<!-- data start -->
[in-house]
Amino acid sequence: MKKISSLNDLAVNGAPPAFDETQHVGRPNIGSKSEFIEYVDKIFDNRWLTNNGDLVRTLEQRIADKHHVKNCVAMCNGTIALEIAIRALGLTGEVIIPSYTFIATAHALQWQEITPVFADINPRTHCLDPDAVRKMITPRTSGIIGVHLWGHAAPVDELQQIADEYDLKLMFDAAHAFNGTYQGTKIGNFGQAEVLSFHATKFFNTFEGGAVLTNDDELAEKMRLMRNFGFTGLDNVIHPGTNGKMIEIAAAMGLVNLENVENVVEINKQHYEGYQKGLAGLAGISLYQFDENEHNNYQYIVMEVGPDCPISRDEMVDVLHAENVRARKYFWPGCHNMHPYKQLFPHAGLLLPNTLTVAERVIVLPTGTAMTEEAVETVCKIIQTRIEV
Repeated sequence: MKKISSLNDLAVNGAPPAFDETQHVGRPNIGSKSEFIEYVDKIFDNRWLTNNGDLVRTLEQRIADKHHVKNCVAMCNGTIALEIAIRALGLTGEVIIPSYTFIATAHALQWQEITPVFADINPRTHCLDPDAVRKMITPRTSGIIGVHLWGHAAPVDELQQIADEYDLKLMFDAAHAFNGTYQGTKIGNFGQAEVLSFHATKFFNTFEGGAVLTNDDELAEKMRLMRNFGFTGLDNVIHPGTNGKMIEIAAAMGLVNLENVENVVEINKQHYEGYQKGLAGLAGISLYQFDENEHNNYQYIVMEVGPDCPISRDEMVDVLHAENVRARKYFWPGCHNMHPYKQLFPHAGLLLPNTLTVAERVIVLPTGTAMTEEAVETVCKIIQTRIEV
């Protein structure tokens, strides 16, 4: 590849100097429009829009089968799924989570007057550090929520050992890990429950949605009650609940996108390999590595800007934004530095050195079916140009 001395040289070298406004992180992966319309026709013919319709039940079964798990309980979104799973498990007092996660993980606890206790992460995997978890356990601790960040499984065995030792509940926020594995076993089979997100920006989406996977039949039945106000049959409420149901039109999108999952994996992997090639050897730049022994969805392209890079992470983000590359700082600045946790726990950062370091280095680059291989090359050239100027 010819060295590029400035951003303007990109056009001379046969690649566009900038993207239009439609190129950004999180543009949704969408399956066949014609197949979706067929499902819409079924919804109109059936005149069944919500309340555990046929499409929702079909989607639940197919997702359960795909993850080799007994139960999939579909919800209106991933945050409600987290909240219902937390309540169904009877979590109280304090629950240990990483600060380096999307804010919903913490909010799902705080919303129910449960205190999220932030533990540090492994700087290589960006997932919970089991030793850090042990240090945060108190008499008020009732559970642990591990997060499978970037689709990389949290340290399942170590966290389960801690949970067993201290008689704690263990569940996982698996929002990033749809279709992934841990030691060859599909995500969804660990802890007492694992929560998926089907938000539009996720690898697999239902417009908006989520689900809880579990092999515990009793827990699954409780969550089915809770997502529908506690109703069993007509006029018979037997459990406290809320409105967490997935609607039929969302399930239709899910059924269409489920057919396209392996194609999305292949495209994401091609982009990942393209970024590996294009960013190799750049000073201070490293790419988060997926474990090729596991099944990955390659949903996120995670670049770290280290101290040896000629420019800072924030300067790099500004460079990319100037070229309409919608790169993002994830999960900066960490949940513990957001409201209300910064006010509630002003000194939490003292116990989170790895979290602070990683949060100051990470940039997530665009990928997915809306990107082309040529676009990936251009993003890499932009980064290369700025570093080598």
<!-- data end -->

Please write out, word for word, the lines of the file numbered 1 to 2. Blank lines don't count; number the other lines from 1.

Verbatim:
[in-house]
Amino acid sequence: MKKISSLNDLAVNGAPPAFDETQHVGRPNIGSKSEFIEYVDKIFDNRWLTNNGDLVRTLEQRIADKHHVKNCVAMCNGTIALEIAIRALGLTGEVIIPSYTFIATAHALQWQEITPVFADINPRTHCLDPDAVRKMITPRTSGIIGVHLWGHAAPVDELQQIADEYDLKLMFDAAHAFNGTYQGTKIGNFGQAEVLSFHATKFFNTFEGGAVLTNDDELAEKMRLMRNFGFTGLDNVIHPGTNGKMIEIAAAMGLVNLENVENVVEINKQHYEGYQKGLAGLAGISLYQFDENEHNNYQYIVMEVGPDCPISRDEMVDVLHAENVRARKYFWPGCHNMHPYKQLFPHAGLLLPNTLTVAERVIVLPTGTAMTEEAVETVCKIIQTRIEV